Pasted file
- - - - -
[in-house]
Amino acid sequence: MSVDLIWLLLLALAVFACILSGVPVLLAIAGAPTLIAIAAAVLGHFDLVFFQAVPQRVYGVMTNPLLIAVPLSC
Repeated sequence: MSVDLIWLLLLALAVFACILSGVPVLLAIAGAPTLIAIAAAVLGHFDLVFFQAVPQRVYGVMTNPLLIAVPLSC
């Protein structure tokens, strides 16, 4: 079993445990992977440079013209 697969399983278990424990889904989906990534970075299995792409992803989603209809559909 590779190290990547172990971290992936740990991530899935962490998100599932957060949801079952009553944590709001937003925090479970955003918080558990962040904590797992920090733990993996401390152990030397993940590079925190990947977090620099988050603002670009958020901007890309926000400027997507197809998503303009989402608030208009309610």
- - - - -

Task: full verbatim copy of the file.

[in-house]
Amino acid sequence: MSVDLIWLLLLALAVFACILSGVPVLLAIAGAPTLIAIAAAVLGHFDLVFFQAVPQRVYGVMTNPLLIAVPLSC
Repeated sequence: MSVDLIWLLLLALAVFACILSGVPVLLAIAGAPTLIAIAAAVLGHFDLVFFQAVPQRVYGVMTNPLLIAVPLSC
């Protein structure tokens, strides 16, 4: 079993445990992977440079013209 697969399983278990424990889904989906990534970075299995792409992803989603209809559909 590779190290990547172990971290992936740990991530899935962490998100599932957060949801079952009553944590709001937003925090479970955003918080558990962040904590797992920090733990993996401390152990030397993940590079925190990947977090620099988050603002670009958020901007890309926000400027997507197809998503303009989402608030208009309610």